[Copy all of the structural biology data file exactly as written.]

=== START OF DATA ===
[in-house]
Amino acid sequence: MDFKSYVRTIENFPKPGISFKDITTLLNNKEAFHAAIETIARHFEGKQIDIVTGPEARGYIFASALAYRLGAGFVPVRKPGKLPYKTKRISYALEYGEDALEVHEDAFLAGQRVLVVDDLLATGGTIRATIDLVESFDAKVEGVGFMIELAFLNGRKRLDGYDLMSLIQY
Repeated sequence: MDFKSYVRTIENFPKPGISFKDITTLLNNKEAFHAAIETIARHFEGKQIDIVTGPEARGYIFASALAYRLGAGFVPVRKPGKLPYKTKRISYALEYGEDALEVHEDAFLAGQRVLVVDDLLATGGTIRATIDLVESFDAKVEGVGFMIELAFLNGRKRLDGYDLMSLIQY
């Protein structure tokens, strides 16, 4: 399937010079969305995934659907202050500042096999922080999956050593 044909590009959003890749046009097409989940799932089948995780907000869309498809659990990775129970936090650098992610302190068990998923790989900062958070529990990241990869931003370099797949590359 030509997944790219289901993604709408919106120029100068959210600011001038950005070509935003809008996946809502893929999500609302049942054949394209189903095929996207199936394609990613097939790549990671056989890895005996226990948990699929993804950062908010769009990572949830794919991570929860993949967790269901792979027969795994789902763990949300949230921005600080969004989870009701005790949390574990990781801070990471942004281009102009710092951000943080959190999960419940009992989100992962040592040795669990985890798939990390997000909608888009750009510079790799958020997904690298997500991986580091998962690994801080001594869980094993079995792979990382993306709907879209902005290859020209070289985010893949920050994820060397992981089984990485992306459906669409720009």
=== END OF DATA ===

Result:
[in-house]
Amino acid sequence: MDFKSYVRTIENFPKPGISFKDITTLLNNKEAFHAAIETIARHFEGKQIDIVTGPEARGYIFASALAYRLGAGFVPVRKPGKLPYKTKRISYALEYGEDALEVHEDAFLAGQRVLVVDDLLATGGTIRATIDLVESFDAKVEGVGFMIELAFLNGRKRLDGYDLMSLIQY
Repeated sequence: MDFKSYVRTIENFPKPGISFKDITTLLNNKEAFHAAIETIARHFEGKQIDIVTGPEARGYIFASALAYRLGAGFVPVRKPGKLPYKTKRISYALEYGEDALEVHEDAFLAGQRVLVVDDLLATGGTIRATIDLVESFDAKVEGVGFMIELAFLNGRKRLDGYDLMSLIQY
């Protein structure tokens, strides 16, 4: 399937010079969305995934659907202050500042096999922080999956050593 044909590009959003890749046009097409989940799932089948995780907000869309498809659990990775129970936090650098992610302190068990998923790989900062958070529990990241990869931003370099797949590359 030509997944790219289901993604709408919106120029100068959210600011001038950005070509935003809008996946809502893929999500609302049942054949394209189903095929996207199936394609990613097939790549990671056989890895005996226990948990699929993804950062908010769009990572949830794919991570929860993949967790269901792979027969795994789902763990949300949230921005600080969004989870009701005790949390574990990781801070990471942004281009102009710092951000943080959190999960419940009992989100992962040592040795669990985890798939990390997000909608888009750009510079790799958020997904690298997500991986580091998962690994801080001594869980094993079995792979990382993306709907879209902005290859020209070289985010893949920050994820060397992981089984990485992306459906669409720009």